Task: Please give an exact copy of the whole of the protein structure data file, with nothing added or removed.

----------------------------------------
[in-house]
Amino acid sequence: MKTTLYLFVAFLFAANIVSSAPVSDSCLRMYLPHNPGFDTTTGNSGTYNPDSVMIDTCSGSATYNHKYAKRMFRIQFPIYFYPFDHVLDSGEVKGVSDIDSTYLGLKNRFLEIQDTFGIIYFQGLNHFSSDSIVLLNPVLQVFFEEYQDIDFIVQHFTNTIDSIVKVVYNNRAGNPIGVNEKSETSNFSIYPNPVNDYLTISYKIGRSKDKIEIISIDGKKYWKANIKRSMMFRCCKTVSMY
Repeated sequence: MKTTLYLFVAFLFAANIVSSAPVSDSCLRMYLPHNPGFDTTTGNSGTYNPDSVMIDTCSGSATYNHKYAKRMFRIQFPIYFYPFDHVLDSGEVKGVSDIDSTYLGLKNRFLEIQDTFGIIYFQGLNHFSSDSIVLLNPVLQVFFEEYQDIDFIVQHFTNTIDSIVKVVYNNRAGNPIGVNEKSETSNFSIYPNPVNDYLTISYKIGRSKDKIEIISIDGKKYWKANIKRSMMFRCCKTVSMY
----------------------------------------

[in-house]
Amino acid sequence: MKTTLYLFVAFLFAANIVSSAPVSDSCLRMYLPHNPGFDTTTGNSGTYNPDSVMIDTCSGSATYNHKYAKRMFRIQFPIYFYPFDHVLDSGEVKGVSDIDSTYLGLKNRFLEIQDTFGIIYFQGLNHFSSDSIVLLNPVLQVFFEEYQDIDFIVQHFTNTIDSIVKVVYNNRAGNPIGVNEKSETSNFSIYPNPVNDYLTISYKIGRSKDKIEIISIDGKKYWKANIKRSMMFRCCKTVSMY
Repeated sequence: MKTTLYLFVAFLFAANIVSSAPVSDSCLRMYLPHNPGFDTTTGNSGTYNPDSVMIDTCSGSATYNHKYAKRMFRIQFPIYFYPFDHVLDSGEVKGVSDIDSTYLGLKNRFLEIQDTFGIIYFQGLNHFSSDSIVLLNPVLQVFFEEYQDIDFIVQHFTNTIDSIVKVVYNNRAGNPIGVNEKSETSNFSIYPNPVNDYLTISYKIGRSKDKIEIISIDGKKYWKANIKRSMMFRCCKTVSMY